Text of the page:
50 children wounded by Taliban suicide bombing in Afghan capital Kabul

COMPILED FROM WIRE SERVICES
ISTANBUL
Published 01.07.2019 10:29
Updated 01.07.2019 19:11
An Afghan health worker carries a wounded school student after a car bomb blast targeted a governmental institution in downtown Kabul, Afghanistan, July 1, 2019. (AP Photo)
An Afghan health worker carries a wounded school student after a car bomb blast targeted a governmental institution in downtown Kabul, Afghanistan, July 1, 2019. (AP Photo)

At least 50 children were among more than 100 people wounded Monday when the Taliban detonated a powerful car bomb in Kabul, officials said, the latest deadly attack in one of the most dangerous countries in the world to be a child.

Save the Children led international condemnation of the blast targeting a defense ministry building, which sent a plume of smoke into the air during rush hour and shook buildings nearly two kilometers (1.2 miles) away.

It was followed by gunmen storming a nearby building and triggering a gun battle with special forces in the Puli Mahmood Khan neighborhood of the Afghan capital.

The health ministry said at least three people have been killed, including one child, and 116 wounded, though that figure is expected to change once the clearing operation has been completed. The local Salam Afghanistan radio had said earlier Monday thatat least 10 people had been killed.
Smokes rises after a huge explosion in Kabul. (AP)

Among the wounded were 50 children, the education ministry said in a statement, adding that most had been hurt by flying glass and were in stable condition.

Officials said all five attackers have been killed and a clearing operation is ongoing.

Mohammad Karim, a police official in the area of the attack, said a car bomb exploded outside a Defense Ministry building. Militants then ran into a nearby high-rise located in a crowded market and began firing down on the ministry. Police and special Afghan security forces were swarming the area and cordoned it off.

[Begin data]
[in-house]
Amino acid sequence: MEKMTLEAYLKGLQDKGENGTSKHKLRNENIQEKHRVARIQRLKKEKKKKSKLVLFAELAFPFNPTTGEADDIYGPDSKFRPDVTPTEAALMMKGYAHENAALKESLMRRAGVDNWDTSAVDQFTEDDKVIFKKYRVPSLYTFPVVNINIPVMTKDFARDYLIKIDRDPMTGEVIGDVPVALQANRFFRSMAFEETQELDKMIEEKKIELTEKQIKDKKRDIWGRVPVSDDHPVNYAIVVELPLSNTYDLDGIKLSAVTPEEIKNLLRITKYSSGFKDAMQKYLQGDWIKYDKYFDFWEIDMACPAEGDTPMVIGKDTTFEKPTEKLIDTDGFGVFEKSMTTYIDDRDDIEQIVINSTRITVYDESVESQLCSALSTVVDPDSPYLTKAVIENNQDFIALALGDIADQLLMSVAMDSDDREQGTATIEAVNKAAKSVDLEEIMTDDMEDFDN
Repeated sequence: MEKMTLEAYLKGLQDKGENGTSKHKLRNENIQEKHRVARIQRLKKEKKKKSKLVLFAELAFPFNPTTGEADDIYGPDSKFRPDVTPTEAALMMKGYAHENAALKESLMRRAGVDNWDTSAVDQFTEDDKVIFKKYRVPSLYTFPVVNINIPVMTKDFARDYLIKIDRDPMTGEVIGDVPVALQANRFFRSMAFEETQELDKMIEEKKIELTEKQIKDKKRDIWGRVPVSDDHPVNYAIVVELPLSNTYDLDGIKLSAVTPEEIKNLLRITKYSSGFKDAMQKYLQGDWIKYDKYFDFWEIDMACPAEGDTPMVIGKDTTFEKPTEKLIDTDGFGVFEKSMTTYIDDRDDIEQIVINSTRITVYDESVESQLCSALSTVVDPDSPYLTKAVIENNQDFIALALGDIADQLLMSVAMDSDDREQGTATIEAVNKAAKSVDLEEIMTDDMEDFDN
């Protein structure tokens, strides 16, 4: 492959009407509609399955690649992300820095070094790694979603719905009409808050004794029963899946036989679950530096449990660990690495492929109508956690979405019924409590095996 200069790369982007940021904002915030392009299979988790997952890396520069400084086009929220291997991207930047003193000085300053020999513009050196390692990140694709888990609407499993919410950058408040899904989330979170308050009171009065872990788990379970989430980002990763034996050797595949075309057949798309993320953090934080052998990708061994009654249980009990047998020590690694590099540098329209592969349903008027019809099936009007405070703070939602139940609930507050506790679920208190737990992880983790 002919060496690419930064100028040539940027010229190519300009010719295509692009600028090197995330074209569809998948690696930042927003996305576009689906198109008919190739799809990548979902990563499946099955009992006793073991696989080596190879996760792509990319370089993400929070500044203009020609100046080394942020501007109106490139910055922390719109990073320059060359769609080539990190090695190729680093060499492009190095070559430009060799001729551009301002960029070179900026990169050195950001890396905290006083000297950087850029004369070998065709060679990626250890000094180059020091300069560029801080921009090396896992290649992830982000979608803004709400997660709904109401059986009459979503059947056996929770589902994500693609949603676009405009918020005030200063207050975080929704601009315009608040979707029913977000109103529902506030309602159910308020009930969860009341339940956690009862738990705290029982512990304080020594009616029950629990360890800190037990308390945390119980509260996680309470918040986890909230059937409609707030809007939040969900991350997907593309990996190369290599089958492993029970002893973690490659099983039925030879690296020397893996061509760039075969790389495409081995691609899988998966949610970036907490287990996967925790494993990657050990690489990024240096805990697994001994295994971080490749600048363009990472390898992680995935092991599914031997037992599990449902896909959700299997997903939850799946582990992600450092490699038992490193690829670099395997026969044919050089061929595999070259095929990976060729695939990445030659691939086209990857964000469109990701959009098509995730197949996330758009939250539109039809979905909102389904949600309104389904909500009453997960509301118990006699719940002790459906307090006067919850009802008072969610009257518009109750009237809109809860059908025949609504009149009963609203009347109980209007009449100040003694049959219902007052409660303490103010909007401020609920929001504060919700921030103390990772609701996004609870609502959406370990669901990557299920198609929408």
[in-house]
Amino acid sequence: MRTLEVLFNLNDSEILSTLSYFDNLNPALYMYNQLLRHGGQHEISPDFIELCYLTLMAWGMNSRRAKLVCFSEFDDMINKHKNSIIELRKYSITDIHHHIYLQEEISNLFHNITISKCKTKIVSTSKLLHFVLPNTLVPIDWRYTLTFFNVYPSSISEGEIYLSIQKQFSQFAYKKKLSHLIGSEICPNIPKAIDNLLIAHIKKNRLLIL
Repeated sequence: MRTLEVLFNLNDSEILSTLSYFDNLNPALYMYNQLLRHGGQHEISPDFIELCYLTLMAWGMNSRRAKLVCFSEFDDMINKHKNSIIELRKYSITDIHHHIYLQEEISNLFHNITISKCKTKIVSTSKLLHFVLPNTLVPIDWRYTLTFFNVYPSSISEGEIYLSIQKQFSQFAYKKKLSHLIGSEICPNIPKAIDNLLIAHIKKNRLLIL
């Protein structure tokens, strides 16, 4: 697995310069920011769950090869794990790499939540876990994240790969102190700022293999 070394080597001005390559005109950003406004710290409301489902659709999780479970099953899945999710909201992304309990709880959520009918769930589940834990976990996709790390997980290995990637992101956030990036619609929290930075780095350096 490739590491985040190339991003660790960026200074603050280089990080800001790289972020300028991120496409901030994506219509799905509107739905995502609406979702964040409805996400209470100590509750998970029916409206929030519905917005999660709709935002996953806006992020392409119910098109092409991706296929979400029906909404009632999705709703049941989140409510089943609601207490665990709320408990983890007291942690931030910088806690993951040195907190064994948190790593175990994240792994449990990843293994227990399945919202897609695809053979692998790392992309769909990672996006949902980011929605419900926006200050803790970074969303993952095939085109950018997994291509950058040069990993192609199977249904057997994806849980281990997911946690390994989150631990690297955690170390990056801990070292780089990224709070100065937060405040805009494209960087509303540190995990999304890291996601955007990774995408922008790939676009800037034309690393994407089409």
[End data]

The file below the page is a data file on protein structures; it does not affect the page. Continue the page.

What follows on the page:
A restaurant owner in the area, Mohammad Farooq, said the explosion blew out the windows of a nearby private school, wounding several students.

Some social media images purportedly taken at a hospital showed wounded, stunned children in school uniforms, still clutching books as they arrived for treatment.

In its statement, the education ministry said five schools had been partially damaged, and asked "all sides involved in fighting to guarantee the safety of students, teachers, education workers and schools".

Such an attack was "utterly deplorable", Save the Children said in a statement, warning that "Children's smaller bodies sustain more serious injuries than adults" and that the trauma of such attacks can stay with them for years to come.

The blast site is close to the Afghanistan Football Federation and Ghazi Stadium, a private TV channel and residential compounds, local broadcaster Tolo news reported.

Quoting Football Federation officials, the broadcaster reported that at least 16 members of the federation were wounded.

The explosion also damaged the federation building.

The Taliban claimed the attack, which came just two days after the insurgents began a seventh round of talks with the U.S. in Qatar as Washington eyes a breakthrough before Afghanistan's September presidential election.

With the attack still ongoing, the Taliban spokesman in Doha again insisted that the insurgents will not negotiate with Kabul.

"Once the timeline for the withdrawal of foreign forces is set in the presence of international observers, then we will begin the talks to the Afghan sides, but we will not talk to the Kabul administration as a government," Suhail Shaheen tweeted.

Taliban officials have previously told The Associated Press they want all foreign troops withdrawn within six months, while Washington has pushed for a longer timeline of a year to 18 months.

A potential deal would see the U.S. agree to withdraw its troops after more than 17 years in Afghanistan, igniting deep concerns among Afghans who fear Washington will rush for the exits and allow the militants to return to some semblance of power.

In return, the Taliban would guarantee the country would never again become a safe haven for violent extremism, as happened with al-Qaida before the Sept. 11, 2001 attacks.

However, U.S. officials have insisted that "nothing is agreed until everything is agreed," including intra-Afghan talks.

During a visit last week to the Afghan capital, U.S. Secretary of State Mike Pompeo said Washington would like to see an agreement before Sept. 1, considered an ambitious deadline by analysts but likely linked to Afghan presidential polls scheduled for later that month. Washington has expressed concern the elections could hamper a peace deal and has quietly advocated for an interim administration for up to two years following an agreement.

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